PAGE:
The announcement of a hydrogen fuel initiative in the President’s 2003 State of the Union speech substantially increased interest in the potential for hydrogen to play a major role in the nation’s long-term energy future. Prior to that event, DOE asked the National Research Council to examine key technical issues about the hydrogen economy to assist in the development of its hydrogen R&D program. Included in the assessment were the current state of technology; future cost estimates; CO2 emissions; distribution, storage, and end use considerations; and the DOE RD&D program. The report provides an assessment of hydrogen as a fuel in the nation’s future energy economy and describes a number of important challenges that must be overcome if it is to make a major energy contribution. Topics covered include the hydrogen end-use technologies, transportation, hydrogen production technologies, and transition issues for hydrogen in vehicles.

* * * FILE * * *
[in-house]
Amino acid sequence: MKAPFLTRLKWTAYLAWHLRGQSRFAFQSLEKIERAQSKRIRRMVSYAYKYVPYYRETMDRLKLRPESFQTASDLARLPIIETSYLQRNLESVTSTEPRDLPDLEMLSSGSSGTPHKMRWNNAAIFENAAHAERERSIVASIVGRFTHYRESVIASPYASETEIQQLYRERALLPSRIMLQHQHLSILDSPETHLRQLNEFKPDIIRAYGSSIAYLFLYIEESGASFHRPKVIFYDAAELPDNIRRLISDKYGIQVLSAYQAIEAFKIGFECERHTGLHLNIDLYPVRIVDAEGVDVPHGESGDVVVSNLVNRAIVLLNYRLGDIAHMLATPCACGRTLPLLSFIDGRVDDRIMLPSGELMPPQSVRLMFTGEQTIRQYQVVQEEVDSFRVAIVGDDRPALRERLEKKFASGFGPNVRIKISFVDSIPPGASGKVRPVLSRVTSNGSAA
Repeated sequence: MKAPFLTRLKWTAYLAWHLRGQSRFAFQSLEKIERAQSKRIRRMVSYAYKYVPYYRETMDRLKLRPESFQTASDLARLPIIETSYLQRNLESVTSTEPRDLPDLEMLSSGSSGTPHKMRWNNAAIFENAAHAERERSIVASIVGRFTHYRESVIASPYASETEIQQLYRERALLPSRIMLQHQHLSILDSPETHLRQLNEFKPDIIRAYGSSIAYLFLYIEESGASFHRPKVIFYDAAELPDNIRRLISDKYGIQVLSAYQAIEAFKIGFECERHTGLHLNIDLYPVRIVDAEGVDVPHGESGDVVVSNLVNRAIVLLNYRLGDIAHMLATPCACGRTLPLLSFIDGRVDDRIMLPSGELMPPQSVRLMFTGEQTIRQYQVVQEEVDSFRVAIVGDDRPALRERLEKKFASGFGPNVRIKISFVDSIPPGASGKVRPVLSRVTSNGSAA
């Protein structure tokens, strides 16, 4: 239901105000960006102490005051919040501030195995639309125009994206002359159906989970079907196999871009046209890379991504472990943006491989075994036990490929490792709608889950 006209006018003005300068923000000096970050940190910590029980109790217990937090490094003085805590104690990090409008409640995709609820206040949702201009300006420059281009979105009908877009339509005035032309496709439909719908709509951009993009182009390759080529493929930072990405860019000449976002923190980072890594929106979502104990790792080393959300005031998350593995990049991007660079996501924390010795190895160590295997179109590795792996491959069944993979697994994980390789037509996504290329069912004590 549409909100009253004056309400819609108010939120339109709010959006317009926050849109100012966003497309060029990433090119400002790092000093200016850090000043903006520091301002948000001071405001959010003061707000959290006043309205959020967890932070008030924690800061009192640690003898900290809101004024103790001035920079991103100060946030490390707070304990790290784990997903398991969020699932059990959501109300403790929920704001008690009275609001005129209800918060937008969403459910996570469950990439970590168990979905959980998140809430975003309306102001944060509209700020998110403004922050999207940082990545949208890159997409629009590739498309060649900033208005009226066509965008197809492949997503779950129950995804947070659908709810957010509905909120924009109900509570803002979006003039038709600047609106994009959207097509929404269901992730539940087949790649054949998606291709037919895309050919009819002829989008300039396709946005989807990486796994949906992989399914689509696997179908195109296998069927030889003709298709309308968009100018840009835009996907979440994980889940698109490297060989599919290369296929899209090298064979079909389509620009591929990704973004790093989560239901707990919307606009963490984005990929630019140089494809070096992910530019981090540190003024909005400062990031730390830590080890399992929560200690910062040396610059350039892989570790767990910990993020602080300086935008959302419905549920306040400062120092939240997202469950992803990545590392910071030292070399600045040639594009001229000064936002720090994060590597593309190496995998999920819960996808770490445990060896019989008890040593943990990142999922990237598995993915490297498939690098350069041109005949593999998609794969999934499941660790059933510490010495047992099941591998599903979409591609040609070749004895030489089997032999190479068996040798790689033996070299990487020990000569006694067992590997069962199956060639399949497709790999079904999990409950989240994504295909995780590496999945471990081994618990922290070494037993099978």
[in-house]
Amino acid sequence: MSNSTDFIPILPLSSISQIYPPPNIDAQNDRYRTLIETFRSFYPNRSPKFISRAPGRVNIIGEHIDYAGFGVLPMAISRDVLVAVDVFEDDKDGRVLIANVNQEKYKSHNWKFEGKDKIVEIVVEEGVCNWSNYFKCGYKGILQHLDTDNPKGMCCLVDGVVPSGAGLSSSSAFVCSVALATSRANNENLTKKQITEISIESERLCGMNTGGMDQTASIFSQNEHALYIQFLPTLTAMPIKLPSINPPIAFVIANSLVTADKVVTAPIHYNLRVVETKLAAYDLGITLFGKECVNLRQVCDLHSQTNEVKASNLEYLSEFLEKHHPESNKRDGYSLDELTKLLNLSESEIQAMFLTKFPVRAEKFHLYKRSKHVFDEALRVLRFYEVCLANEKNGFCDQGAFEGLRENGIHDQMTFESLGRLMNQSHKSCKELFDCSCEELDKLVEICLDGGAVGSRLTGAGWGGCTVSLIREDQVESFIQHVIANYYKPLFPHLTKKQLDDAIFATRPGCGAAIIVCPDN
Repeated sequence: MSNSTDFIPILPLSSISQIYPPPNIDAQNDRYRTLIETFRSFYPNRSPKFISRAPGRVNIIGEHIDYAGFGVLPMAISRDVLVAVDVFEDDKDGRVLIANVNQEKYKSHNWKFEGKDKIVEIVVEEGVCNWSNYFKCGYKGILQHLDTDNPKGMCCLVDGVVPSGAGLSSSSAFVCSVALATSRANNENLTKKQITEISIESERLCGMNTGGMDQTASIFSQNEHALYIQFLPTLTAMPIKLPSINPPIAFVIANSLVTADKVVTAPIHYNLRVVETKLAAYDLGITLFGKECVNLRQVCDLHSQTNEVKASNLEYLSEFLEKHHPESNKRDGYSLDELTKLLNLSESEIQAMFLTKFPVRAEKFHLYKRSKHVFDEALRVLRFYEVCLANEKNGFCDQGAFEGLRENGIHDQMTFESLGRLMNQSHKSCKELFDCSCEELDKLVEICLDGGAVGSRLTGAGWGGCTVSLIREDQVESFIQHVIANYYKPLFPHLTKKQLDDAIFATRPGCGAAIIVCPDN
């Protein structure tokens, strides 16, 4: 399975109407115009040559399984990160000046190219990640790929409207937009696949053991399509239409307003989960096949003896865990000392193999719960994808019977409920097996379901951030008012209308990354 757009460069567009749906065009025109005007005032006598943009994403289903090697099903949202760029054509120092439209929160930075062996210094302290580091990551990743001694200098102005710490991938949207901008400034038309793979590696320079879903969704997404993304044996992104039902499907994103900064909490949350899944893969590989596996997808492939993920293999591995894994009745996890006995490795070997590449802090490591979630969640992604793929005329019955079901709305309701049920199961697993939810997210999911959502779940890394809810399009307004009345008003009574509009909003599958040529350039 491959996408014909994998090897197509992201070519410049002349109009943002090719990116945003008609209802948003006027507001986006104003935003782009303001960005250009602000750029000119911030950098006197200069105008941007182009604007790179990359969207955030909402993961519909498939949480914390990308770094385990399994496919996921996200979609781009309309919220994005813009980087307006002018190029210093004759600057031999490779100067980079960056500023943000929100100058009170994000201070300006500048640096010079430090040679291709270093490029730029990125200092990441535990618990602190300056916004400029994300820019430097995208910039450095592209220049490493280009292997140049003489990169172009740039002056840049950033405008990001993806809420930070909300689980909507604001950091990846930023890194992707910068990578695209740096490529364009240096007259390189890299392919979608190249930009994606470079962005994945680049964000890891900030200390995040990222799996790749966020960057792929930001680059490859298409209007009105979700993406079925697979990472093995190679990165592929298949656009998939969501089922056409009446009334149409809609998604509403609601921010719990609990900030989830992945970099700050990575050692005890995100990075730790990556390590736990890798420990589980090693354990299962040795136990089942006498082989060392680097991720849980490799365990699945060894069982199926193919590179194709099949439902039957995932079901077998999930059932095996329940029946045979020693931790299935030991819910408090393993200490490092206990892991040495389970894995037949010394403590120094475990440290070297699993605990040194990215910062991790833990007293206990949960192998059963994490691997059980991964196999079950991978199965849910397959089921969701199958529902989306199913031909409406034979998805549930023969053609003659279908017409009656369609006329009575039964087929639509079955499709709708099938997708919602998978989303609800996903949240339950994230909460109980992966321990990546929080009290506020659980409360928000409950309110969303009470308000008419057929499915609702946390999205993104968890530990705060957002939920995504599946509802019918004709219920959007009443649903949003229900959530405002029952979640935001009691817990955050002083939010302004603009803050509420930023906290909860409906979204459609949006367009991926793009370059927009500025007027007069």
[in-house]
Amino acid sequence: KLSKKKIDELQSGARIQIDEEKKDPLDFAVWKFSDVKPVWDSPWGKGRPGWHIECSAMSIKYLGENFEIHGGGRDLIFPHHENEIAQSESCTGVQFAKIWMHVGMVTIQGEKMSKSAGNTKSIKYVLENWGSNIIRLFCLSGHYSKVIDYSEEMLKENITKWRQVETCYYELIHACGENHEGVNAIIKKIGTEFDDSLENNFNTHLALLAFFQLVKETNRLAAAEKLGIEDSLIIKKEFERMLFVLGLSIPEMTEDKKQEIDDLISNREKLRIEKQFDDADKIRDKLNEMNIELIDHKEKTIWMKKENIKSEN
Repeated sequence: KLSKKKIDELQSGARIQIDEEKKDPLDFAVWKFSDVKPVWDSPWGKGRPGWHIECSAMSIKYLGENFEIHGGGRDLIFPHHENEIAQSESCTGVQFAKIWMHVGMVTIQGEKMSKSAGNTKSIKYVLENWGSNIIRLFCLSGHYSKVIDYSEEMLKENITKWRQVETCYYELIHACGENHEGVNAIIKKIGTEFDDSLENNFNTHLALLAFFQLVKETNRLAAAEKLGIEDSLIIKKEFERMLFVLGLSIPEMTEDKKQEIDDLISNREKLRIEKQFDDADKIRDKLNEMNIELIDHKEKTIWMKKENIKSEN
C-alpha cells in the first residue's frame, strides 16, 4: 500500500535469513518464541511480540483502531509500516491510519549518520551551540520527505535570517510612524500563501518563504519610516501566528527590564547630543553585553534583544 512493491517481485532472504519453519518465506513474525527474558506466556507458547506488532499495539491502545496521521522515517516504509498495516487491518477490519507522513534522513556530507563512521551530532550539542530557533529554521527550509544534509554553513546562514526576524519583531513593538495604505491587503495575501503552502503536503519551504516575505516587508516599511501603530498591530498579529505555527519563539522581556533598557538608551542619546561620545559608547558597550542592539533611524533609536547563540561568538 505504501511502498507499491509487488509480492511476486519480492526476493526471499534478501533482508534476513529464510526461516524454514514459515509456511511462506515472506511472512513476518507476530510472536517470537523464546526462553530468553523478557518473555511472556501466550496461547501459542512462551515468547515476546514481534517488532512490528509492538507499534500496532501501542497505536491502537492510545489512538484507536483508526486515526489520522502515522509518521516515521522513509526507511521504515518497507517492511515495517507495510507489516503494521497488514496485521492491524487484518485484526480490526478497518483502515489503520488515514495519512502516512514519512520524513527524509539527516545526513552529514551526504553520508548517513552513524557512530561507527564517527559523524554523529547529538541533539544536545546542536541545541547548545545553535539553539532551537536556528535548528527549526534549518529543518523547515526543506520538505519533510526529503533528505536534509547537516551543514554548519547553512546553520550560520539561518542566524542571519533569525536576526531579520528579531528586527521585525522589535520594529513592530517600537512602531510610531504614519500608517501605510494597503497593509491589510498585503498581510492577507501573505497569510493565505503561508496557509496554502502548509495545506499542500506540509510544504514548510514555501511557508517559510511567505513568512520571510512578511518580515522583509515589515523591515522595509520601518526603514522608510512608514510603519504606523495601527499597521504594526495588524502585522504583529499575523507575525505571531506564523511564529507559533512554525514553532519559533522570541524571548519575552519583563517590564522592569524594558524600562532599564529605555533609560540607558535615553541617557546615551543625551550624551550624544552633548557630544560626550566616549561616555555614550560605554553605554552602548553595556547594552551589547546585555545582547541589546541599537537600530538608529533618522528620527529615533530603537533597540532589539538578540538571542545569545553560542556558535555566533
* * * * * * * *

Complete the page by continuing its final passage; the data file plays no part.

Table of Contents
|2. A Framework for Thinking About the Hydrogen Economy||11-24|
|3. The Demand Side: Hydrogen End-Use Technologies||25-36|
|4. Transportation, Distribution, and Storage of Hydrogen||37-44|
|5. Supply Chains for Hydrogen and Estimated Costs of Hydrogen Supply||45-63|
|6. Implications of a Transitionto Hydrogen in Vehicles for the U.S. Energy System||64-83|
|7. Carbon Capture and Storage||84-90|
|8. Hydrogen Production Technologies||91-105|
|9. Crosscutting Issues||106-115|
|10. Major Messages of the Report||116-122|
|Appendix A: Biographies of Committee Members||127-132|
|Appendix B: Letter Report||133-136|
|Appendix C: DOE Hydrogen Program Budget||137-138|
|Appendix D: Presentations and Committee Meetings||139-140|
|Appendix E: Spreadsheet Data from Hydrogen Supply Chain Cost Analyses||141-193|
|Appendix F: U.S. Energy Systems||194-197|
|Appendix G: Hydrogen Production Technologies: Additional Discussion||198-239|
|Appendix H: Useful Conversions and Thermodynamic Properties||240-240|
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